Officials had previously considered the possibility of extending the season into as late as December, but that idea has been scraped and now there is strong sentiment that the World Series must conclude by the first week of November.

PHOENIX — Don’t take it personal, Uber and Lyft, but major league ballplayers will be strongly discouraged from riding in your cars this summer.

Fans, you can cheer for all your favorite players from your living room couch, but please don’t try hanging outside team hotels because players will be advised not to sign autographs or pose for pictures.

High-fives will be strictly forbidden. So will spitting.

MLB, which has prepared an 80-to-100-page document addressing safety and health protocols, says it is committed to protecting its players during the pandemic. Providing they reach an agreement with the Major League Baseball Players Association over salaries, which is expected to take two to three weeks to consummate, baseball is expected to resume spring training in June, with opening day of the season to be held during the first week of July.

These measures are being considered not only as a way to keep players safe during an 82-game regular season, but more important, assuring their health until the last team is standing holding a World Series trophy.

There is concern throughout MLB that a second wave of the coronavirus will send the country back into lockdown in the fall just as playoffs are coming to a crescendo.

“It would be absolutely horrible to get through this season, get into the World Series, and then have two teams racked with COVID infections, cancelling everything,’’ Glenn Copeland, medical advisor for the Toronto Blue Jays and QuestCap, told USA TODAY Sports.

Officials had previously considered the possibility of extending the season into as late as December, but that idea has been scraped and now there is strong sentiment that the World Series must conclude by the first week of November.

“The story of the virus, infectious diseases and entomology is that there is usually a second wave," Copeland said. "The numbers drop lower and lower in the summer months, it’s less contagious, and people out there get lulled into the second that social distancing isn’t necessary and other precautions aren’t being taken. And then whamo! You’re hit with that second wave.

“And the problem is that no one knows when that second wave is coming.’’

Besides squeezing in a minimum of 82 games in three months, an expanded version of the postseason – featuring 14 teams instead of 10 – could result in as many as 59 games. Not being able to see the playoffs to the end would be a major financial blow to teams.

As it is, owners estimate they will lose $125 million per club if there is no season.

If there’s a regular season with no fans in attendance – which account for about 50% of a team’s gross revenue – but no postseason without the lucrative national TV money, the team's losses would increase to around $150 million each.

The teams hardest hit would be the mid-market clubs who generate the bulk of their revenue on gate receipts instead of local TV deals, such as the St. Louis Cardinals and Milwaukee Brewers.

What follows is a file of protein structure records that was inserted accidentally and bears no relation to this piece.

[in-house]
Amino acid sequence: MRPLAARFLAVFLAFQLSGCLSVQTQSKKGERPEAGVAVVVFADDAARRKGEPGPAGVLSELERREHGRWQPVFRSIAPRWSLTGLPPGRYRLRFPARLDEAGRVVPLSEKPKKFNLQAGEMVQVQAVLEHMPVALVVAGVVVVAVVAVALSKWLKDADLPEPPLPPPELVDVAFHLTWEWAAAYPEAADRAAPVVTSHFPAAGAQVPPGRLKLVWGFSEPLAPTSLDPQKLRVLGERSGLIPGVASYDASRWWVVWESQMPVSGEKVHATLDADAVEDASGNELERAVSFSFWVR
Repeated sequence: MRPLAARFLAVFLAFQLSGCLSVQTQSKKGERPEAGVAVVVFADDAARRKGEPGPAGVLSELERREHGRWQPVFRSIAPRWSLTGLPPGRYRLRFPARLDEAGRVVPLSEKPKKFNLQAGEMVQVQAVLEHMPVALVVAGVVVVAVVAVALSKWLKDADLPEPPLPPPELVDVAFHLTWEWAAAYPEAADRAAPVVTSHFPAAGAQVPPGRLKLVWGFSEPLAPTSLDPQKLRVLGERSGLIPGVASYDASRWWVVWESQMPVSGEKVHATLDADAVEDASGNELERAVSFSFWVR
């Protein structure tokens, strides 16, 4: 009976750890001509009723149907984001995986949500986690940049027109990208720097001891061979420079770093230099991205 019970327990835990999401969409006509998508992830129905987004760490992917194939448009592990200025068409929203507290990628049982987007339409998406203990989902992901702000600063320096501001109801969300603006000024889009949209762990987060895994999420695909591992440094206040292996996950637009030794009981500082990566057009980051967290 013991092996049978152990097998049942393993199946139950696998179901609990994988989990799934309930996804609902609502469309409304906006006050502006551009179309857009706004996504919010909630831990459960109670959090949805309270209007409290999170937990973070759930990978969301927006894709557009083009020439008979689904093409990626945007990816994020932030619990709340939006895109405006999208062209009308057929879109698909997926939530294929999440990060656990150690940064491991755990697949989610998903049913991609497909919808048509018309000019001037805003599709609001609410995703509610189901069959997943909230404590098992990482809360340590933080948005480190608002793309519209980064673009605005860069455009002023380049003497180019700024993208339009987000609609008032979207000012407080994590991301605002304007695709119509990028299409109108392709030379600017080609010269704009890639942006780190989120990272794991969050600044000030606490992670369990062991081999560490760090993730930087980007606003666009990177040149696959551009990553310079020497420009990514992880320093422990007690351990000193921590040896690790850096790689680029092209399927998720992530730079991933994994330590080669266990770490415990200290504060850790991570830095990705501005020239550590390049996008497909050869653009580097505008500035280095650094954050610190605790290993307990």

The only way for most clubs to salvage the season economically is by having a full postseason, no matter how many regular-season games are played.

The owners say this is why they’re seeking a 50% revenue-sharing agreement with the players for this year, asking them to share the risk of COVID-19 shutting down the sport at any time.

The players will tell you they already are taking on the risk since they’re the ones being exposed to the environment.

“We really want to play,’’ St. Louis Cardinals veteran pitcher Andrew Miller said. “But we have to make sure the conditions are right.’’

MLB has to convince the union and its players they’ll be protected before economic proposals are even discussed.

And as much as MLB can promise to do everything to assure their health, it’s impossible without a vaccine to guarantee players won’t become infected.

“Do we know enough now, are we confident enough that we can keep players safe?’’ Copeland said. “The answer is unequivocally: I think so.

“I wish we could guarantee it. We cannot.’’

MLB is encouraged that games are now being played safely in South Korea, with no player testing positive for COVID-19, with no fans permitted inside the ballparks.

If it can work in South Korea, why not North America?

“We’re probably in the safest place in the world,’’ said Kia Tigers coach Mark Weidemaier. “We get body scanned when we leave the parking garage and walk into the stadium. The front officer workers wear masks. And you get tested. It’s been great."

Coleman, whose company has consulted with at least 20 teams in the MLB, NHL and NBA, says they advise that every player should be tested every day upon entering ballparks or arenas. He recommends a daily nasal swab, blood tests, taking temperatures and answering a few questions. Even if a player has so much as a sore throat, he would be quarantined for 24 hours.

MLB is not recommending daily blood tests, but temperatures will be taken each day for every person that enters the ballpark.

“Baseball is doing it absolutely the right way,’’ Coleman said. “They’re doing it smart, slow and methodical. They’re going not being pushed into doing stuff because of an urgency. There is no urgency whether we start July 4 or Aug. 15. More important than urgency is that we do this right.

“The players just want to be safe, they really want to play, and we want to make sure everything is done to protect their safety.

“I think the risk in this is small, but the reward, is quite large for everybody."